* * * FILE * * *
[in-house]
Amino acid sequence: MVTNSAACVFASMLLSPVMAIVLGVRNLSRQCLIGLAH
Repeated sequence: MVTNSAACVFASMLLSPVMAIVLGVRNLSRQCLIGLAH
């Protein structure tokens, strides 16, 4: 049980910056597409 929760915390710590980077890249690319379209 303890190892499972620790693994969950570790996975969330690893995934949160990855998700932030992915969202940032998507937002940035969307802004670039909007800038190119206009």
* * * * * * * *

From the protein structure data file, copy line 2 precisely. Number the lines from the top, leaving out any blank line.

Amino acid sequence: MVTNSAACVFASMLLSPVMAIVLGVRNLSRQCLIGLAH